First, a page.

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Monday, November 11, 2013

Cultural Competency: Not Just Lame PD

This past weekend, I went to the CES conference in San Francisco with my principal and two other colleagues. It helped me articulate some of my thoughts on cultural competency for teachers in multicultural classrooms.

I'd like to share one characteristic of cultural competency I think is crucial for teachers to have: understanding what you're teaching and why it's important.

It seems to me that there is a body of knowledge and skills that is appropriate to teach any student regardless of culture. In this category I would include: knowledge of the human body, world geography, mathematics, skills related to reflection and critical thinking.

There is also a body of knowledge and skills that is appropriate to teach so that students of diverse backgrounds know how to interact with the social customs and habits of the dominant culture. In this category I think of: social skills, body language, grammar, history, and leadership.

When educators don't understand this or don't take the time to distinguish between the knowledge and skills of the two, it often leads to problems. Learning to do this falls under the very important category of cultural competency. And I think all of us could use ongoing professional development for it.

Often when I hear my students call one of their peers "whitewashed," or refer to hobbies I enjoy in my personal life with phrases like, "That's so white," I wonder.

I wonder if the behaviors they interpret as being white are effects of different cultures OR if they're effects of growing up with privilege.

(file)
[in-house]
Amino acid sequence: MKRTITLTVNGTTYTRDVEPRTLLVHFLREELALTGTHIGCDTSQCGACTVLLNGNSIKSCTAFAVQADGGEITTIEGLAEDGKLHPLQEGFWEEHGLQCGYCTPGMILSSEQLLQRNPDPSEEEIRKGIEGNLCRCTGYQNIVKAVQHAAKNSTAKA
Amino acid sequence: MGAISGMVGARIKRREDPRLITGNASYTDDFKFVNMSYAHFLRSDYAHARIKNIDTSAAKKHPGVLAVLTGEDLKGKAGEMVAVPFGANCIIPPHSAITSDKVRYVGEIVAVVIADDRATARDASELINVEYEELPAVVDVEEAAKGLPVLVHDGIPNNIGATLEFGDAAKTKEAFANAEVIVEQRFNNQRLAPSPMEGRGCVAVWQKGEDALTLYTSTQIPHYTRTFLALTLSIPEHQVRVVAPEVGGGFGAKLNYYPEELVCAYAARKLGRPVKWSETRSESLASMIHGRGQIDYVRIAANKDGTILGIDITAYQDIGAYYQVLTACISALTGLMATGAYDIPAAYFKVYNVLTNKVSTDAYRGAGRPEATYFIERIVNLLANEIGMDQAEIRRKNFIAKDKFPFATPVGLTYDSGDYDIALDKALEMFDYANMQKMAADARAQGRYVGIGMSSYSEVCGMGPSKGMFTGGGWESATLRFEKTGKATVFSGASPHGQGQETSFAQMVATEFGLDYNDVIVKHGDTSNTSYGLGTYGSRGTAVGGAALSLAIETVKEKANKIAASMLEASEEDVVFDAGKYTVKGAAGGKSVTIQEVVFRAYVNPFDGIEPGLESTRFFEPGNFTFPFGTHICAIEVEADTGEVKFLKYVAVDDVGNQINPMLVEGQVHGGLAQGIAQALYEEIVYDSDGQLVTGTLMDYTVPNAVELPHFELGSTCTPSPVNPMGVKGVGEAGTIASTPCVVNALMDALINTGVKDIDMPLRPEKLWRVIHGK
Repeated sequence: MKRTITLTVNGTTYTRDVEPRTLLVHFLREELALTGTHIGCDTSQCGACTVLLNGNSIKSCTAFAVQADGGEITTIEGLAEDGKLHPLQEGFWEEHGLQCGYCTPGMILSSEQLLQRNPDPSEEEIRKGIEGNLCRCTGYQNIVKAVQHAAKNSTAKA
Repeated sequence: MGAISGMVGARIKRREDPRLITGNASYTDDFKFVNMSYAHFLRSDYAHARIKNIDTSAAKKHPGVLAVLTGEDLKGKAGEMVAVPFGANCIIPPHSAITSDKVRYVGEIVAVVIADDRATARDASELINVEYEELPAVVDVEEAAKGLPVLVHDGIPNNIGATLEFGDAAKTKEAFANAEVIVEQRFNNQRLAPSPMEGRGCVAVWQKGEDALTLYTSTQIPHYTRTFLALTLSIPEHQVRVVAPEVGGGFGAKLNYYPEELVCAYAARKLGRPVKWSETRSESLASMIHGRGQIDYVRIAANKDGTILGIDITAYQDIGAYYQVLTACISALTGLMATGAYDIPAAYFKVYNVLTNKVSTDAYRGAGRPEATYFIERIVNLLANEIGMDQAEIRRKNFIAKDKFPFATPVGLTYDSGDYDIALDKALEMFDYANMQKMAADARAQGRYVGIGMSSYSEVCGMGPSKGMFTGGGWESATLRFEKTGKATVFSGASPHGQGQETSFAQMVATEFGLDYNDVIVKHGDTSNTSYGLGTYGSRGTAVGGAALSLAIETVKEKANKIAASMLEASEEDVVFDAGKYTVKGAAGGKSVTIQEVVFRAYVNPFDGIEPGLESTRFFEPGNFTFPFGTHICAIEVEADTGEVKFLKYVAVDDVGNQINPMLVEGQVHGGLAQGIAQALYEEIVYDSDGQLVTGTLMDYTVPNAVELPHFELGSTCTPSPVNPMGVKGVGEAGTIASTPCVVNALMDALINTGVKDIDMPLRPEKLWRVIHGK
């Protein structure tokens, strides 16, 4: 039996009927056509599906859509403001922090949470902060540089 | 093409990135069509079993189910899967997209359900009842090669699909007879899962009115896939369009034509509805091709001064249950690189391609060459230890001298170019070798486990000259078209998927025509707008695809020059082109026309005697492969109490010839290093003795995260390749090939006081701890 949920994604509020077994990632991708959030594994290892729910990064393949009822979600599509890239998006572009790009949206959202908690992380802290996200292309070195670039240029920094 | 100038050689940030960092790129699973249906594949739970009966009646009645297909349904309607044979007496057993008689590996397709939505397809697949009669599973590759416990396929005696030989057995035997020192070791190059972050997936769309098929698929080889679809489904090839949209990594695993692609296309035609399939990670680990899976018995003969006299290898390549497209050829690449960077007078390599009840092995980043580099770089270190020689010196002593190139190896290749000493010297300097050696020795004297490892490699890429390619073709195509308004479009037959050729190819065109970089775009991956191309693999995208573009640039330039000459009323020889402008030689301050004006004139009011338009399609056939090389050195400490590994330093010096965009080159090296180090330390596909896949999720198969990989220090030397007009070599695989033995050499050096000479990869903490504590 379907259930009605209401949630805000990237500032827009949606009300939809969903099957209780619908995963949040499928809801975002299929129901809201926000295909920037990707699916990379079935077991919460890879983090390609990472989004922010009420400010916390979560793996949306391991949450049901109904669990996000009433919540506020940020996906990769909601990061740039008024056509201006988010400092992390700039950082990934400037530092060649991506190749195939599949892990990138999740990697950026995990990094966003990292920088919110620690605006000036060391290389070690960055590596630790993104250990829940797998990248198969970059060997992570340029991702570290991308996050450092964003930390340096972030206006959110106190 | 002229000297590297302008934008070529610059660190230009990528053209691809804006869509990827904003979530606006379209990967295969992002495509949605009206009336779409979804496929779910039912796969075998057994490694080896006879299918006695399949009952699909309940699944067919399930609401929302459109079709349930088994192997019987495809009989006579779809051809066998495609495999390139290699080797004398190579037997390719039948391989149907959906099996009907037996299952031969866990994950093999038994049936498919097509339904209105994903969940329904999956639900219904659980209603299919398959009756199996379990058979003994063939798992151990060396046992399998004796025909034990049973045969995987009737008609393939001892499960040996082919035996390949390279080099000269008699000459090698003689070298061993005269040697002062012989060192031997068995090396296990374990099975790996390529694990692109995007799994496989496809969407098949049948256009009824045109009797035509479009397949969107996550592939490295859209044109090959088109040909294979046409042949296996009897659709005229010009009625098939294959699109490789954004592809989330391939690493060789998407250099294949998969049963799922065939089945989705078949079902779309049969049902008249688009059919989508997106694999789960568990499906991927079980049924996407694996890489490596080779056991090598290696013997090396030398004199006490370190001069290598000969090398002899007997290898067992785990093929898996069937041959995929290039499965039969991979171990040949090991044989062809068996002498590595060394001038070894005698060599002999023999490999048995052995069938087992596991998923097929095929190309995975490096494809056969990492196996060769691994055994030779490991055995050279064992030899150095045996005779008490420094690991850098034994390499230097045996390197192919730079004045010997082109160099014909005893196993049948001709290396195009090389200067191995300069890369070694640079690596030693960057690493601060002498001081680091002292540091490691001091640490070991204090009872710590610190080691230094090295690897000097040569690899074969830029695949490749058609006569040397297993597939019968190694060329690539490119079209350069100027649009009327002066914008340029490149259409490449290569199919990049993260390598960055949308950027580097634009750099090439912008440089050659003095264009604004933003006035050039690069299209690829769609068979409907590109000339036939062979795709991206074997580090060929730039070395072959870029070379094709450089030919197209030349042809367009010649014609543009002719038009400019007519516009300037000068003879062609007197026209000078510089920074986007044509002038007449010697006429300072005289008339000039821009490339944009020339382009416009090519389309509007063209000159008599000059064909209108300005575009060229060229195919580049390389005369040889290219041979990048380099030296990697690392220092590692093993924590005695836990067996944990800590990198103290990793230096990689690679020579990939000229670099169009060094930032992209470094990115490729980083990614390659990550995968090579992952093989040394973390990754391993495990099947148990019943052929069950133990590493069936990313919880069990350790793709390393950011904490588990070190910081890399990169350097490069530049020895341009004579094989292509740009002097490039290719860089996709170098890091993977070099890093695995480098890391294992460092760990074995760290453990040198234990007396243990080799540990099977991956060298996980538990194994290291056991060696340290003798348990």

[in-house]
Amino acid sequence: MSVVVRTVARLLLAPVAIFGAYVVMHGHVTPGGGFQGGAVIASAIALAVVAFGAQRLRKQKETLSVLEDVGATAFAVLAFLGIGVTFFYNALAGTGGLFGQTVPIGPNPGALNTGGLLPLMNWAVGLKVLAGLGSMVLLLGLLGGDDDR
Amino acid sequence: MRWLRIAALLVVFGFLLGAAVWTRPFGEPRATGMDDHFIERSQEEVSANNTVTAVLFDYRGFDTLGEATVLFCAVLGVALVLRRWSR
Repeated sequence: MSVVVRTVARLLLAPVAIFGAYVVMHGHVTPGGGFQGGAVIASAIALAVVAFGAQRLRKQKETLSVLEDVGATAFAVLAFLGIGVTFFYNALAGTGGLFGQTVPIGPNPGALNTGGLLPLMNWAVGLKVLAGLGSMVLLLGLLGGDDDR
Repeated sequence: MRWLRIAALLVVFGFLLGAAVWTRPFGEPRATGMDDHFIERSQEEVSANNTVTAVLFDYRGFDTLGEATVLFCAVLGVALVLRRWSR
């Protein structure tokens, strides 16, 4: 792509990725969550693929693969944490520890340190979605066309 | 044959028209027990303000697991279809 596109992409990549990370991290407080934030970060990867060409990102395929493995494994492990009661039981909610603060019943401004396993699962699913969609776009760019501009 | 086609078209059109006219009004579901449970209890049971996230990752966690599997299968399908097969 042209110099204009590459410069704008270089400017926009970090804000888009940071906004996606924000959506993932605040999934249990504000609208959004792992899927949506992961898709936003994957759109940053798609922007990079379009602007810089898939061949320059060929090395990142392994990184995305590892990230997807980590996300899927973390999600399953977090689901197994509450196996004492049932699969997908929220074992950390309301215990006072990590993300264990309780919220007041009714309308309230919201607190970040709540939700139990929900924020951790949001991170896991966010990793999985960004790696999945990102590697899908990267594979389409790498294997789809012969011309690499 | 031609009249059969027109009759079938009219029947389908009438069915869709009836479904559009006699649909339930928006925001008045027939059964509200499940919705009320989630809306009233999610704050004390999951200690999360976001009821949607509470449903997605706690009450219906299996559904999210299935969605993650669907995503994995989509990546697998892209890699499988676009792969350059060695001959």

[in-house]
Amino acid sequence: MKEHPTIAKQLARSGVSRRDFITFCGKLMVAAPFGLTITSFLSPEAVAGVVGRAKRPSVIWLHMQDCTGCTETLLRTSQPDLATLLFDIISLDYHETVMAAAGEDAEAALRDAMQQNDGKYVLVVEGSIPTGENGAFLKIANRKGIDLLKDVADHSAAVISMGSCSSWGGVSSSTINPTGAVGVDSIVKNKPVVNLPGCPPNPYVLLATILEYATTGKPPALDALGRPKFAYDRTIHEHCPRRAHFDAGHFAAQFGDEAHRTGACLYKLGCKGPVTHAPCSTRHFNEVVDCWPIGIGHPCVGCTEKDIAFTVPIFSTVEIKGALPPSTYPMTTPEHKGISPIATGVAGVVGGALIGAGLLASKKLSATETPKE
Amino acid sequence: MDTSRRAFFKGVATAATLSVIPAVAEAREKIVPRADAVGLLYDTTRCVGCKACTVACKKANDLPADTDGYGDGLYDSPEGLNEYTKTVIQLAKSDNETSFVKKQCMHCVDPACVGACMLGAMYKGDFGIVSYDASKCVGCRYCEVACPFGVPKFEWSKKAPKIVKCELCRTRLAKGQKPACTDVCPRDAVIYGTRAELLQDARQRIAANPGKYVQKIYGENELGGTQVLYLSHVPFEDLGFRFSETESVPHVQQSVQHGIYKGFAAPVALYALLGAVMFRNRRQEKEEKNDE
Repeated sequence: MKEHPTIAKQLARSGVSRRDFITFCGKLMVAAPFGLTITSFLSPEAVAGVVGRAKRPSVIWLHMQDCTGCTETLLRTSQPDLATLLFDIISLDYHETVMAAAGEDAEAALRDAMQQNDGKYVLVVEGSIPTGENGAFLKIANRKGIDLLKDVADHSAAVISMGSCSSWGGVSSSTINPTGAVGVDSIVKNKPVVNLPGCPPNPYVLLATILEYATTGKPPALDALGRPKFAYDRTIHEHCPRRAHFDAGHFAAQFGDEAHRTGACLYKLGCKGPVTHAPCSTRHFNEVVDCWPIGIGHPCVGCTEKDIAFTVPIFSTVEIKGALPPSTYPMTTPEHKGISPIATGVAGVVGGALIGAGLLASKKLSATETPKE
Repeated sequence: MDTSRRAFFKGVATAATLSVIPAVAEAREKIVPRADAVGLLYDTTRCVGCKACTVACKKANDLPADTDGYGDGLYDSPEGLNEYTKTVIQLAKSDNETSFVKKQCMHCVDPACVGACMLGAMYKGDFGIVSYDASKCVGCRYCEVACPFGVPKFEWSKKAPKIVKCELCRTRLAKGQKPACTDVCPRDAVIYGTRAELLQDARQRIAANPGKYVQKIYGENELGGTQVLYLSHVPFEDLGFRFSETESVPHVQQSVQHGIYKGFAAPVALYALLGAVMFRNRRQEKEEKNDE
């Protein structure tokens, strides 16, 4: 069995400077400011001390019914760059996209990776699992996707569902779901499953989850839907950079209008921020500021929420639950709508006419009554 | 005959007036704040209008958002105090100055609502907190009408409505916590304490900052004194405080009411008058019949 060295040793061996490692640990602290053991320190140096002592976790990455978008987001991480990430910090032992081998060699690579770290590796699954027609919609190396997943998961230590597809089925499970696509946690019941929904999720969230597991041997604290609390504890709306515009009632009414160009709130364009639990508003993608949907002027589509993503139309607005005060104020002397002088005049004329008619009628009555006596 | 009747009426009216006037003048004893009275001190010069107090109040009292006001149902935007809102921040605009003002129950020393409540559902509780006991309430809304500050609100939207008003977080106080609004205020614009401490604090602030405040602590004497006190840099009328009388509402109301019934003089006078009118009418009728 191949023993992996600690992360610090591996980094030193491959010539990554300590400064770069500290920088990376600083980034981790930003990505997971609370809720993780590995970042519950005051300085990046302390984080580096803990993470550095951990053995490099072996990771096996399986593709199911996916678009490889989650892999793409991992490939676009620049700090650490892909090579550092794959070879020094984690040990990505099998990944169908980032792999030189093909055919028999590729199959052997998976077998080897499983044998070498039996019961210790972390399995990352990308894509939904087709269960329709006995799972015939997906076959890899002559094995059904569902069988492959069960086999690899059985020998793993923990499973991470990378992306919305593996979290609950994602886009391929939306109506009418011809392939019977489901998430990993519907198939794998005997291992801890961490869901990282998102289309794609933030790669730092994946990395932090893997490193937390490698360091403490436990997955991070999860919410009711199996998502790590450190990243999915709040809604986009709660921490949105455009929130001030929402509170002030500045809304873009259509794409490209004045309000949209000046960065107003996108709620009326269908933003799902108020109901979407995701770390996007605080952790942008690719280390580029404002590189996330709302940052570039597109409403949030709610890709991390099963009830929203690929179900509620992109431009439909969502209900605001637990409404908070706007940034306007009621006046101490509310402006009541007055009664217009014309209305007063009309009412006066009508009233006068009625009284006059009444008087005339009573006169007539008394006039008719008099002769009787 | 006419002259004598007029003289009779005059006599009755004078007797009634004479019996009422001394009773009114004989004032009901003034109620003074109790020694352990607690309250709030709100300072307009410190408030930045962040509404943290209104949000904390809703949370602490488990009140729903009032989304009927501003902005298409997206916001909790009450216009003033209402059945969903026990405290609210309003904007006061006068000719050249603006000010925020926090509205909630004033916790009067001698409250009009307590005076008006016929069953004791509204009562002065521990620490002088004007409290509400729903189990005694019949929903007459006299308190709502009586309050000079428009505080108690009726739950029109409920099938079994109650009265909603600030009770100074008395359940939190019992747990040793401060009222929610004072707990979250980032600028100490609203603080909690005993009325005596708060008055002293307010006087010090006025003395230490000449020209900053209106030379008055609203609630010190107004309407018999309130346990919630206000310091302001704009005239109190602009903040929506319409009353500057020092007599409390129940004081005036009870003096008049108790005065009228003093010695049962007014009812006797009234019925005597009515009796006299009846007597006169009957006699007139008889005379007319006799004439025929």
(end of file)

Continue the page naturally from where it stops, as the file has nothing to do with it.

To illustrate, I'd point first to racquetball, a sport I play often. Many people might consider any sport with a racquet to be a "white" or "Asian" sport. And I would grant this is a situation that is almost certainly an issue of cultural difference.

On the other hand, social behaviors are also often characterized as "white." One example I can think of having heard is talking calmly through conflict. Or using active listening.

Two weeks ago, I showed some of my students a clip from the Jimmy Kimmel show when he asks parents to pretend they ate their children's Halloween candy and record their reactions. Most of the children at the beginning of the clip are white, and my freshman students (Black and Latino students) commented, "You know if they show a black kid he's gonna start yelling. White people cry, or they tell their mama, 'It's okay.' But you know some black people gonna yell and throw things." As if on cue, a black child is shown reacting by yelling and throwing things at his mother, who had just told him she'd eaten all his Halloween candy.